It happened in the winter of 2021. I was with a good friend Arne spending the day photographing raptors at a hide in Skåne, Sweden. A lovely day and the photography was excellent. Sea eagles, Golden eagles, Red kites, Buzzards… Feeling happy and satisfied at the end of the day, we close the hide and start the walk from the hide to the car, a distance of about 500 metres along a narrow path in a swampy land. It is already dark. I have about 20 kilos of photo equipment on my back, rubber boots on my feet to walk through the swamp, and headlights on my forehead to find my way in the dark. In my hands is an empty lunch bag and a few empty thermos drink bottles. We had trudged about 100 metres in the swamp when I could make out what looked to me like the silhouette of two small animals in the distance. They looked like deer.  I tell Arne this, he doesn’t believe me at first. We walk a bit closer, and then we see the larger silhouette of a dark form behind the smaller shapes. It was then we realized that we were looking at a Moose family! A Mamma and her two calves stopped in their tracks while heading into the woods. They had, of course, seen us coming even before we saw them and had paused to ponder this new situation. And so we found ourselves in a conundrum: we were heading out of the forest and they were coming in and there was just a narrow path for both of us.  Think of it as a one-way street. As happens in the human world, we cannot share the path by stepping aside while passing each other with a brief nod and be on our way. The stand-off now began at a distance of 10-15 metres from each other; Me and Arne on one end, while the Moose and her babies at the other end, both unsure of what to do next. The Mamma Moose showed no inclination of backing down. She had arrived first and had right of way. Looking back now, what we should have done is slip off our backpacks, drop our bags by the side of the path, slowly retrace our steps back to the safety of the hide, and let them continue on their way to wherever Moose go for the night. They, of course, had no interest in our bags, and we could get them later. But, like they say hindsight is 20 20 and there we were standing feeling absolutely vulnerable and totally unprepared for what would happen next. The Mama Moose then decides to make the first move. Moose are very shy animals but, the maternal instinct is a powerful emotion and she was going to protect her kids from this flaming-eyed monster standing in their way. You see we were standing there in the dark with our two headlamps turned on, which might have appeared to be the fiery eyes of a strange threatening beast. I cannot be too sure of the exact Moose thoughts going through her mind.  But she takes a few steps forward and then charges, stopping just a few metres short.  She was so close that I could see her beautiful dark coat glistening in the lamplight and the fur on her back all bristled up. I would later read that when the fur on their back bristles like that, it is a sign they are highly stressed and are ready to attack. However, this first charge was a bluff or I wouldn’t be here to tell this tale. A warning…. “Back off from my kids!” she seemed to say. Imagine what was going through our minds – dread, fear, rising panic. Here we were confronted by an anxious, 400 kilo animal that with one kick from those powerful frontal hooves could break my ribs and collapse my lungs. And if that did not kill me, I would be hospitalized for a long time. The thought flashes through my mind that if I am able to outrun Arne it would increase my odds at survival and I was quickly ashamed at myself for even thinking of letting a friend down. Now the Mama Moose steps forward again a second time and makes another charge, this time coming even closer. It is another bluff and she trots away after the charge. If we do nothing, she probably senses our fear and the next charge may be real. I was not waiting to find out as I turn to Arne and we both stupidly decide to take this head-on. We start flailing our arms and hollering like crazy as we start moving forward. You would be surprised how loud you can be and how feverish your waving can be in a situation like this.  Strangely this wild move helps us cover some ground as the Moose family steps back a bit at our madness. Encouraged and like foot soldiers in a battle, we get louder making all kinds of noises, the flailing becomes wilder and we start running forward. We cover more ground as they slowly back off. Sensing an opening we press on,  shouting till our throats was hoarse and dry but we press on not wanting to lose our momentum. It was the longest 400 metres of my life all the way to the cars. The poor animals were now in full-blown panic. Once there, the Moose and her calves circle around the cars, lose each other, find each other again and set off on the path into the darkness of the woods. I was left so scared and sweating. That was a really close call.  I kicked myself for not having my phone with me to document a picture. I had forgotten it in the car that morning before leaving for the hide. But I will take the memory of this evening encounter long after I am old and senile and will be the last thing I will probably not remember. We had taken great photographs that day, even some of the mighty Golden eagle. But, all I could think of was this Moose family. The next day I call Göran in whose forest this happened to ask him if he sighted the Moose. I wanted to see them again, but this time on my terms and perhaps photograph them.  A few days later he tips me off of a  Moose at the sugar beets fields. I drive up to the forest and spend the entire day driving around and scanning the fields and the edge of the forest. But nothing, no sign of them. And, after that it became a ritual whenever I was in that part of Skåne, mornings, evenings, parked on the roadside standing, leaning on my car,  eyes glued to my binoculars scanning the forest. Days would pass, weeks, months I never saw them again.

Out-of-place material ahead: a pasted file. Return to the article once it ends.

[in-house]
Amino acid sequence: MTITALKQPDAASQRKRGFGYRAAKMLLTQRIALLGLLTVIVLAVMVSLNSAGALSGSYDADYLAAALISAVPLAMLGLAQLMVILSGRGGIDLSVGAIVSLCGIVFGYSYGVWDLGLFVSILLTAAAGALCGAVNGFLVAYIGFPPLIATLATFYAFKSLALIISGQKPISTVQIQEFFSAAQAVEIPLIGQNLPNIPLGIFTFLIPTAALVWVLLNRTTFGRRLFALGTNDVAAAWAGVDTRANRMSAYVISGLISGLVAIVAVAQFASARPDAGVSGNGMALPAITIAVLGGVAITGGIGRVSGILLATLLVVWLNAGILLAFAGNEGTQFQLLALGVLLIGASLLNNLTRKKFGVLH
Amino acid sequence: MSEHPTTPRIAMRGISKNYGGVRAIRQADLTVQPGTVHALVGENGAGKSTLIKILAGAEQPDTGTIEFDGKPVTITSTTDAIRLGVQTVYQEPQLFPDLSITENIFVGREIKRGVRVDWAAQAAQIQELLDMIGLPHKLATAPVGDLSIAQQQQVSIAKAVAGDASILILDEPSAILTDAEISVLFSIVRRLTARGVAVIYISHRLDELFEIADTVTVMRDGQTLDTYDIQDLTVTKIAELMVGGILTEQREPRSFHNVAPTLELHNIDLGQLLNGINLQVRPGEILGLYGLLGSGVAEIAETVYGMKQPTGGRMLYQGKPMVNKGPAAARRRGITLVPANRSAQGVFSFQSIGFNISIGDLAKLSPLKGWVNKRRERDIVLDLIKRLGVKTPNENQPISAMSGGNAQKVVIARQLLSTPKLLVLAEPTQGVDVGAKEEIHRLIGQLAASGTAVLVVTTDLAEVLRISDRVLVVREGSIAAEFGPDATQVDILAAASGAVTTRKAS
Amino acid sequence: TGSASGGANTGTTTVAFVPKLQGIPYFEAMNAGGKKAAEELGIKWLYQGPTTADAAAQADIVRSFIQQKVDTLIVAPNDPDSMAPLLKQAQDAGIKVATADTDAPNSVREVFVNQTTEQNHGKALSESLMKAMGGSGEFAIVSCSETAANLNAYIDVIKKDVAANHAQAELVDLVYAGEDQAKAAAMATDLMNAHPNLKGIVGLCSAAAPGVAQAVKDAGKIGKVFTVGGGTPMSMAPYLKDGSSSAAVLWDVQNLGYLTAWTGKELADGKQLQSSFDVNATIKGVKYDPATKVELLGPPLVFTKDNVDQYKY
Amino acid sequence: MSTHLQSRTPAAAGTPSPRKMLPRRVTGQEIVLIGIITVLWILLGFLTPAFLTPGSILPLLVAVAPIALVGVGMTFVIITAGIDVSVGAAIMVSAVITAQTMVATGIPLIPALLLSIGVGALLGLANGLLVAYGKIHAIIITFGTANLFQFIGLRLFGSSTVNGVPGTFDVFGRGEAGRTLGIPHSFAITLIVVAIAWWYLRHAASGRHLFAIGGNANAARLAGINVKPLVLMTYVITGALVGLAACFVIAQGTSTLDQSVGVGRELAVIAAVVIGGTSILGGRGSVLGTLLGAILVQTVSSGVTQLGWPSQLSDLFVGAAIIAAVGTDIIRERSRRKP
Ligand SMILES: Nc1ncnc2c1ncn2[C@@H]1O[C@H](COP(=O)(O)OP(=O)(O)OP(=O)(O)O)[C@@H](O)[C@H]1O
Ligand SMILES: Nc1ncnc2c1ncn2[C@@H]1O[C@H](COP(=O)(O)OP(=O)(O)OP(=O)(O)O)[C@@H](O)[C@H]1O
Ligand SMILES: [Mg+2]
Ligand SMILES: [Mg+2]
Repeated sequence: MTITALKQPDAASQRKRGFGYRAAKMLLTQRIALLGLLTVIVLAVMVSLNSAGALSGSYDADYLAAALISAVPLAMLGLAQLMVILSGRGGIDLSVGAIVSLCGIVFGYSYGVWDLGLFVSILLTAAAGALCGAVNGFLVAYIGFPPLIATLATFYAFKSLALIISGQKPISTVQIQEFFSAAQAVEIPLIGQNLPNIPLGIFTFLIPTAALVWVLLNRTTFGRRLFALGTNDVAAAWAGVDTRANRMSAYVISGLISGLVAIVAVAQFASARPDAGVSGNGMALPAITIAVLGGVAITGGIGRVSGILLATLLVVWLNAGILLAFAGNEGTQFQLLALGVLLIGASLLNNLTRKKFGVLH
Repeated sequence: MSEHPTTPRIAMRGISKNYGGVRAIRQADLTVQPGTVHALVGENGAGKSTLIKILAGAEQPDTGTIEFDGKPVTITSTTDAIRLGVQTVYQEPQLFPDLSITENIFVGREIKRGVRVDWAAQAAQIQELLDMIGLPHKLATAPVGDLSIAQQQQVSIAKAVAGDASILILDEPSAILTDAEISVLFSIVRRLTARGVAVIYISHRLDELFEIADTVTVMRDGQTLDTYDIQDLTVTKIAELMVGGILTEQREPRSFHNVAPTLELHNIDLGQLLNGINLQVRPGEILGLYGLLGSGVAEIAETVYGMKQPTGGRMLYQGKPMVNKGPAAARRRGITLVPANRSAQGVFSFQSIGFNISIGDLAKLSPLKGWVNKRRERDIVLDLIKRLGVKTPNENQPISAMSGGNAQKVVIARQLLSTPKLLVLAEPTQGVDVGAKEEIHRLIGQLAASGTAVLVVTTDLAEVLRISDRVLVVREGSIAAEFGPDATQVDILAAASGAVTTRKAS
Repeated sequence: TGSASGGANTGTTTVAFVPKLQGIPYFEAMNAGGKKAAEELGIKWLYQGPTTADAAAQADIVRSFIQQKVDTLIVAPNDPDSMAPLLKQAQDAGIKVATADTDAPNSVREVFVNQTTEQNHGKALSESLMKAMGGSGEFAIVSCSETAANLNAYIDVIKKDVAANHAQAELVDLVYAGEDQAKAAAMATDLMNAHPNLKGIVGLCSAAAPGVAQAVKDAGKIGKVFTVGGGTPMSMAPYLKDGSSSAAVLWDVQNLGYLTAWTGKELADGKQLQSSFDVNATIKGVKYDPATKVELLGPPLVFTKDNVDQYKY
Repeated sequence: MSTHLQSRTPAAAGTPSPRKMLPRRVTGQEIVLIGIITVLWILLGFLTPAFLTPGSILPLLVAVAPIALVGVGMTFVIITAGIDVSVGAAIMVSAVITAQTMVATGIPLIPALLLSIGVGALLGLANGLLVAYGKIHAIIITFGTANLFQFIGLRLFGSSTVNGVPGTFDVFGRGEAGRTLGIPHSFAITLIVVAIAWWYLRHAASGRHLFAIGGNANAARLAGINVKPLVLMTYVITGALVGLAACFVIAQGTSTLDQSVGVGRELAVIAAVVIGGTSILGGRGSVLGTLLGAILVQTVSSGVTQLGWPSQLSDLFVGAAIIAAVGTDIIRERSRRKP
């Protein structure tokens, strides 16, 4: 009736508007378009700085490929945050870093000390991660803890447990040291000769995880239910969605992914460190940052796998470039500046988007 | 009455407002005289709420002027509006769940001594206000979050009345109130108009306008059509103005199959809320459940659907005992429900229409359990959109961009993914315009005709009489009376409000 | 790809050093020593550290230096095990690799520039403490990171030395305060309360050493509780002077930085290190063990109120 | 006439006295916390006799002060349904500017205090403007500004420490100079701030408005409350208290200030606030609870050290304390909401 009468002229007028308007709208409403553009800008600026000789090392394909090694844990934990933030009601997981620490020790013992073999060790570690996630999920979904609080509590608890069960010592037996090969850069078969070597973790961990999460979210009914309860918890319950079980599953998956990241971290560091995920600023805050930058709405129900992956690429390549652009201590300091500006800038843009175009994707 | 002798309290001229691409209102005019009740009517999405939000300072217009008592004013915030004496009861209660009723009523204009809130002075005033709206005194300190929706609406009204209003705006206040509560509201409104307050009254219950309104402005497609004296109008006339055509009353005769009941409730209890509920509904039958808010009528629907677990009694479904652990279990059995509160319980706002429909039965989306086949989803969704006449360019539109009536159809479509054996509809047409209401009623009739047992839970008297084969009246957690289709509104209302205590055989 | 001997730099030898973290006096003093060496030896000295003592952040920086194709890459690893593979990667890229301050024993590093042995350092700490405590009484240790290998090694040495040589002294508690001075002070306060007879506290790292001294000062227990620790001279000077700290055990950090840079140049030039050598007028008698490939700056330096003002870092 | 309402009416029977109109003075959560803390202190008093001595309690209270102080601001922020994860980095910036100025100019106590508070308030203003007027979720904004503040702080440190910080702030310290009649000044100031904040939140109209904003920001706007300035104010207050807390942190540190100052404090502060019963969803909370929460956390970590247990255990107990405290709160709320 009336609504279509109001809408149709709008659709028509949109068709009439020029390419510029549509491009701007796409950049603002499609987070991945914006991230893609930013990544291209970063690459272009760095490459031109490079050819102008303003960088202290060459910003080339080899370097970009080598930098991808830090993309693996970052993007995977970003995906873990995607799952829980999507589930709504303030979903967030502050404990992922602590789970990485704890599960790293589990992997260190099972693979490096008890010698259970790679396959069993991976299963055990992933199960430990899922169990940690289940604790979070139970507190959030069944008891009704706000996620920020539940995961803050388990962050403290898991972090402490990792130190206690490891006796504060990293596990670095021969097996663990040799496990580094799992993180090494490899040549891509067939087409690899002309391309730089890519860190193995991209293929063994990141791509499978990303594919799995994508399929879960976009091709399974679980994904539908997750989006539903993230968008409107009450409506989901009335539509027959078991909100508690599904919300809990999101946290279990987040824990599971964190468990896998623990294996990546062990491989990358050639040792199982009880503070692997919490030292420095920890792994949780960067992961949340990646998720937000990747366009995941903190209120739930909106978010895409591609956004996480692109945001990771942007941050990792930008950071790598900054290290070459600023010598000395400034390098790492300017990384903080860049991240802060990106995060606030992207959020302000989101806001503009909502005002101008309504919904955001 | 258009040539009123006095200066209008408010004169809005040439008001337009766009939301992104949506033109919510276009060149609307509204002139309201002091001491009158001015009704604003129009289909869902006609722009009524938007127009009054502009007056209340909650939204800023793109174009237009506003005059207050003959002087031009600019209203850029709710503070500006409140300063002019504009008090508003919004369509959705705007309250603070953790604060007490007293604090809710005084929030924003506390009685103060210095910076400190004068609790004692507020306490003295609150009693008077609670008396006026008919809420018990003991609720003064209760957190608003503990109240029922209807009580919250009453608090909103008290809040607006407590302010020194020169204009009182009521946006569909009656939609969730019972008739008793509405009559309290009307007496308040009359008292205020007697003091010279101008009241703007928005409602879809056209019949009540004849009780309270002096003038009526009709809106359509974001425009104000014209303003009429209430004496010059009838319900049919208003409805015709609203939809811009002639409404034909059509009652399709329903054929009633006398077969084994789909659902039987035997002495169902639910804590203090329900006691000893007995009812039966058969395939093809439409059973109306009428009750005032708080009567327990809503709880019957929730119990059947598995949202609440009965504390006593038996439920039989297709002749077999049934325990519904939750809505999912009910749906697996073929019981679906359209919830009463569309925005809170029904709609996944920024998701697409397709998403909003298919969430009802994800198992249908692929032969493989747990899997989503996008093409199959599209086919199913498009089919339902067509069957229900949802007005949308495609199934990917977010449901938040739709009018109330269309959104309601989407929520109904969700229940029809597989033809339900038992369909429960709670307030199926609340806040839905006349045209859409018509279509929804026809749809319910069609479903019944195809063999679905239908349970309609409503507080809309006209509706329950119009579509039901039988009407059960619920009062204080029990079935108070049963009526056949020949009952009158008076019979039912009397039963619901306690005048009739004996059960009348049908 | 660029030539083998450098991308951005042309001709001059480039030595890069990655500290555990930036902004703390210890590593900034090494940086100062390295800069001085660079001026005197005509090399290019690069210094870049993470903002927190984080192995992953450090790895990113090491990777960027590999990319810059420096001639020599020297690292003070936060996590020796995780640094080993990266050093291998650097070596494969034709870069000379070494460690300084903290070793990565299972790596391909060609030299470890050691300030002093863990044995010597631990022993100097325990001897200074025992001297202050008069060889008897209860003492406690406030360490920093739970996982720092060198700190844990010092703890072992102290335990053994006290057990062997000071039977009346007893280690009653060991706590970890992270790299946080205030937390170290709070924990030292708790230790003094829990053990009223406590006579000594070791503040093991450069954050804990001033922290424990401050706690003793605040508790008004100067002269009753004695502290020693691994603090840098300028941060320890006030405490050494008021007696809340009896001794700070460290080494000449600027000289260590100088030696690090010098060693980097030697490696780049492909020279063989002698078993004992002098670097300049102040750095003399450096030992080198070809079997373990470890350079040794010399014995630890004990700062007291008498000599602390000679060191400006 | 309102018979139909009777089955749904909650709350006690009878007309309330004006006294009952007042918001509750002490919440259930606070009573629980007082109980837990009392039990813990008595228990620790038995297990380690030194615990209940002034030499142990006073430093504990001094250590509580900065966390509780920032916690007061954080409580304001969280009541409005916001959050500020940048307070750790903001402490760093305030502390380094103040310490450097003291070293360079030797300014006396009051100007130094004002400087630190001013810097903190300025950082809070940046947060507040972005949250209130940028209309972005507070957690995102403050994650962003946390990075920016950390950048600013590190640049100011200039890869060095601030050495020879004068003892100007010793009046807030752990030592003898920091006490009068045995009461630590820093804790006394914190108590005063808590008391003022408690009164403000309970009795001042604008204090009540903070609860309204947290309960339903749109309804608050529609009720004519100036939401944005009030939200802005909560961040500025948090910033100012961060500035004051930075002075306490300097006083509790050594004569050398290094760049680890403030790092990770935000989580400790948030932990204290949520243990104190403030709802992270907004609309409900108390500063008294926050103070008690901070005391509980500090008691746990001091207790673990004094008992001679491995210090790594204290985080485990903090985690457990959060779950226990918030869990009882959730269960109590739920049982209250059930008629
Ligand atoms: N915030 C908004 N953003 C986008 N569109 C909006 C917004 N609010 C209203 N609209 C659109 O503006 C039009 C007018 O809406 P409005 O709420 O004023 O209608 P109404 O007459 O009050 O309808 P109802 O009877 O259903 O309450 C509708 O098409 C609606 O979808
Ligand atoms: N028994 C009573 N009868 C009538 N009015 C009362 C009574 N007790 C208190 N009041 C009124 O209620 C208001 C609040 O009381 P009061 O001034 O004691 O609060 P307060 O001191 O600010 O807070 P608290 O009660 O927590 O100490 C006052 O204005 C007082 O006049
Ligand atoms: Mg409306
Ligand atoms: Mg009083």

Fast forward to August 2022, I am in eastern Finland to photograph bears and wolves. After some exciting nights at the hides, I get a tip about a Great Gray owl nesting in a forest about 200 km away. The Great Gray ‘the ghost of the boreal forest’ – what an opportunity! I couldn’t pass this up. So I make the trip to the forest one evening, but as you might have guessed, this story is not about the Great Gray. Now, I am on my way back to the camp on a forest road. It is after 9 PM. There is still some light left as I am so far up in the northern hemisphere. And then it happens again! Two small animals scurry across the road.  Moose calves! Followed by a mother who was just emerging from the woods while the calves were already halfway across the road. But too late for the Mama Moose,  she sees my car,  hesitates and turns back into the woods. The kids complete the crossing, take a glance at me and run away into the forest. I stop the car and peer into the woods. Somewhere in there is an anxious mother watching me. Her babies are on the other side of the road and probably in the forest, but her fear of my presence on the road holds her back. She will not dare make the crossing. I peer through the dense foliage and soon find her brown coat and those beautiful big eyes. I carefully place my lens on the window sill of my car. Finding her through my lens and between the trees and branches was like focusing through a keyhole. With some difficulty,  I manage a few pictures and leave quickly, not wanting to stress her any further. I do not look back to see her cross the road to reunite with the calves nor did I ever return to the forests in Sweden to search for the Moose family again. As far as I was concerned the circle was complete.  I had found closure.